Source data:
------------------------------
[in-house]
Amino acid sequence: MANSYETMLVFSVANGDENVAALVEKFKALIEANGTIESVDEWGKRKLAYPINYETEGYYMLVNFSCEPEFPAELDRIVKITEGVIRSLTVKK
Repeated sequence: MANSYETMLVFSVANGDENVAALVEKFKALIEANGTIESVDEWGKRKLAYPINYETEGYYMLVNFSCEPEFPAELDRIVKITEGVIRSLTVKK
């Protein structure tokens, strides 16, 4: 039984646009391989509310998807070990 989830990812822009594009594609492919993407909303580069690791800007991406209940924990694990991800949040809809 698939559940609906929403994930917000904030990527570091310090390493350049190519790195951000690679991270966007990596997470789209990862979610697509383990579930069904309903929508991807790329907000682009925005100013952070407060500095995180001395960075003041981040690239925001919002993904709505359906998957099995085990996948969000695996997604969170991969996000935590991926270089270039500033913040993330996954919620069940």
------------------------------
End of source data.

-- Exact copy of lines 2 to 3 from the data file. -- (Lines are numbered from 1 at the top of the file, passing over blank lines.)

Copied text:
Amino acid sequence: MANSYETMLVFSVANGDENVAALVEKFKALIEANGTIESVDEWGKRKLAYPINYETEGYYMLVNFSCEPEFPAELDRIVKITEGVIRSLTVKK
Repeated sequence: MANSYETMLVFSVANGDENVAALVEKFKALIEANGTIESVDEWGKRKLAYPINYETEGYYMLVNFSCEPEFPAELDRIVKITEGVIRSLTVKK